Clinical Review

New Systemic Therapies for Psoriasis

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Over the last decade, expanded understanding of psoriasis pathogenesis has led to the development of new systemic agents such as biological drugs that have revolutionized the treatment of psoriasis. Small molecule inhibitors also have been studied and offer patients options for oral administration. This article reviews recently approved and in-the-pipeline biologics (IL-17 inhibitors and IL-23 blockers) as well as small molecule inhibitors (phosphodiesterase 4 [PDE4] and Janus kinase [Jak] inhibitors).

Practice Points

  • ­Secukinumab is an anti–IL-17 antibody approved for the treatment of psoriasis. It is indicated for the treatment of moderate to severe plaque psoriasis in adult patients who are candidates for systemic therapy or phototherapy.
  • ­The new biological agents have shown promising results with some patients achieving psoriasis area and severity index scores of 90 and 100.
  • ­A number of small molecule inhibitors also are in the pipeline, with apremilast the first one to have reached approval for psoriasis.


 

References

Psoriasis is a common chronic inflammatory skin disease affecting 1% to 8% of the world population, depending on the country.1 Psoriasis can greatly impact quality of life in affected individuals, even in those with limited body surface involvement.2 Studies have demonstrated a high degree of psychological distress associated with psoriasis, leading to depression and poor self-esteem.3

Over the last decade, our improved understanding of the autoimmune inflammatory pathways and the associated changing concepts in psoriasis pathogenesis have led to the development of biological drugs targeting specific components of effector immune mechanisms, and these biological drugs have revolutionized the treatment of psoriasis.4 Although response rates of these biological agents are greater compared to those of conventional systemic drugs,5 current biological drugs fail to demonstrate efficacy in some patients or lose their efficacy over time. In addition to the high costs associated with these drugs, these limitations have driven a continued search for alternative therapies.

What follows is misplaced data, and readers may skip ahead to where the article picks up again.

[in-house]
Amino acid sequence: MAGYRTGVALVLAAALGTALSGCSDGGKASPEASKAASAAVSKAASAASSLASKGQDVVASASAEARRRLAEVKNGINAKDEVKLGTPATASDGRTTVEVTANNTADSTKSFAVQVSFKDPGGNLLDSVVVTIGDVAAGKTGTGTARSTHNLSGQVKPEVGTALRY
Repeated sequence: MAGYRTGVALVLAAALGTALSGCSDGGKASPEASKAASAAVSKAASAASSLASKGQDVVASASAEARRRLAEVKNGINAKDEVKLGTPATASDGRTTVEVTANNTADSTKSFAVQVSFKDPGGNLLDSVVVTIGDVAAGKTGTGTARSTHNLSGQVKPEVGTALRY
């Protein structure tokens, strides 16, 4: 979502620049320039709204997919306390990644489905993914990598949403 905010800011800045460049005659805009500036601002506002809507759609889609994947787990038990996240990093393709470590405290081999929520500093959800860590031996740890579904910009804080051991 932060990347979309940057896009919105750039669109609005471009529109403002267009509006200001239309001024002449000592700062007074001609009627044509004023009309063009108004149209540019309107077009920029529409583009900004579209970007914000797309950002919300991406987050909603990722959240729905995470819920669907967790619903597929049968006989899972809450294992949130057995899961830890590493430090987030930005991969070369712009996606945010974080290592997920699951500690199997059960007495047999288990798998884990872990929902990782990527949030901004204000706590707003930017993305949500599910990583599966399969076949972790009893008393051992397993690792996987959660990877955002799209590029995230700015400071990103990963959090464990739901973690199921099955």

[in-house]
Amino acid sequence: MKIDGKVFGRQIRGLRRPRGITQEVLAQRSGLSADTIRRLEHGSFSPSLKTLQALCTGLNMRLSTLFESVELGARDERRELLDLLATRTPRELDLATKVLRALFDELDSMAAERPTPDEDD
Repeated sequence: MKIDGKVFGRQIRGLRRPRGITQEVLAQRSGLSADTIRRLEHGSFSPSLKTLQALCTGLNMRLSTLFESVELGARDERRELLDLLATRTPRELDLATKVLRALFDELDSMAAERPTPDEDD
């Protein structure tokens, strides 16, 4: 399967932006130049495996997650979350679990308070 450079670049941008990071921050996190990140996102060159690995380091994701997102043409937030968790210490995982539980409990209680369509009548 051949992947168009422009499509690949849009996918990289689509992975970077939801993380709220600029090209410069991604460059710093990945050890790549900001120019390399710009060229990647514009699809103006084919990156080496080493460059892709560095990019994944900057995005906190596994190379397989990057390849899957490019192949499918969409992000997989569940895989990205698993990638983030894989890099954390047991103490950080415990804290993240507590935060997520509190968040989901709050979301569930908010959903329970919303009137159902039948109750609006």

Helper T cells (TH17) and the proinflammatory cytokine IL-17 have been shown to play a key role in the pathophysiology of psoriasis, bridging innate and adaptive immune responses. IL-17 is involved in the modulation of proinflammatory cytokines, hematopoietic growth factors, antimicrobial peptides, and chemokines. Increased TH17 activity and high levels of IL-17 have been found in psoriatic plaques, and increased levels of TH17 are found in the plasma of psoriasis patients.6 Increased IL-17 induces neutrophilia, inflammation, and angiogenesis.7 Other cytokines that are highly upregulated in involved skin are tumor necrosis factor a (TNF-α), IL-23, IL-22, and IL-21.8 IL-23 is involved in regulating TH17 cells and is a potent activator of keratinocyte proliferation.9 Blockade of IL-12/23 causes downregulation of TH17 and TH22 cell responses.10 As IL-17 has a key role in protecting skin and mucous membranes from bacterial and fungal infections, IL-17 inhibition can potentially interfere with the inflammatory cascade. However, available data suggest that sufficient residual IL-17 activity remains to maintain immunity against infections.11